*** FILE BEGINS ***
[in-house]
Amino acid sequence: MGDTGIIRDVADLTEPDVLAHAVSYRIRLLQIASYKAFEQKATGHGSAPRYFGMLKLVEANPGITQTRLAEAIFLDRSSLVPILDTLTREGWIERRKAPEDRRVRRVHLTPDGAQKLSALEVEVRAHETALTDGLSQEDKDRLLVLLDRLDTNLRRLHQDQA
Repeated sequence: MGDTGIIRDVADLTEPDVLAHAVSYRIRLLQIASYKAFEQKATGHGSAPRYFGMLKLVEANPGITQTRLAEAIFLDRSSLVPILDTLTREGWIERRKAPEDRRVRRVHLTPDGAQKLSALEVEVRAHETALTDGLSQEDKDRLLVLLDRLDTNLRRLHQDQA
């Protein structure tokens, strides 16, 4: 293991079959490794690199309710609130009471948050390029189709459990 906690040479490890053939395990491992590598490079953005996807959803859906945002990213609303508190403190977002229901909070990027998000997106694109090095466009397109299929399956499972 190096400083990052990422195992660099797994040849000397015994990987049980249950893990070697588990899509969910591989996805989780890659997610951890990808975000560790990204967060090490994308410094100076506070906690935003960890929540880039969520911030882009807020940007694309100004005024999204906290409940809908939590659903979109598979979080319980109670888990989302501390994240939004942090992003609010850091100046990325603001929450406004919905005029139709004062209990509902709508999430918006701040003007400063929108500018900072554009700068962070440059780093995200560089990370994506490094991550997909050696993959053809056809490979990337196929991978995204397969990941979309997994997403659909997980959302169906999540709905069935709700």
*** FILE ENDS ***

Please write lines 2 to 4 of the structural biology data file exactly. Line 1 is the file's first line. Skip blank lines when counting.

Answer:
Amino acid sequence: MGDTGIIRDVADLTEPDVLAHAVSYRIRLLQIASYKAFEQKATGHGSAPRYFGMLKLVEANPGITQTRLAEAIFLDRSSLVPILDTLTREGWIERRKAPEDRRVRRVHLTPDGAQKLSALEVEVRAHETALTDGLSQEDKDRLLVLLDRLDTNLRRLHQDQA
Repeated sequence: MGDTGIIRDVADLTEPDVLAHAVSYRIRLLQIASYKAFEQKATGHGSAPRYFGMLKLVEANPGITQTRLAEAIFLDRSSLVPILDTLTREGWIERRKAPEDRRVRRVHLTPDGAQKLSALEVEVRAHETALTDGLSQEDKDRLLVLLDRLDTNLRRLHQDQA
């Protein structure tokens, strides 16, 4: 293991079959490794690199309710609130009471948050390029189709459990 906690040479490890053939395990491992590598490079953005996807959803859906945002990213609303508190403190977002229901909070990027998000997106694109090095466009397109299929399956499972 190096400083990052990422195992660099797994040849000397015994990987049980249950893990070697588990899509969910591989996805989780890659997610951890990808975000560790990204967060090490994308410094100076506070906690935003960890929540880039969520911030882009807020940007694309100004005024999204906290409940809908939590659903979109598979979080319980109670888990989302501390994240939004942090992003609010850091100046990325603001929450406004919905005029139709004062209990509902709508999430918006701040003007400063929108500018900072554009700068962070440059780093995200560089990370994506490094991550997909050696993959053809056809490979990337196929991978995204397969990941979309997994997403659909997980959302169906999540709905069935709700």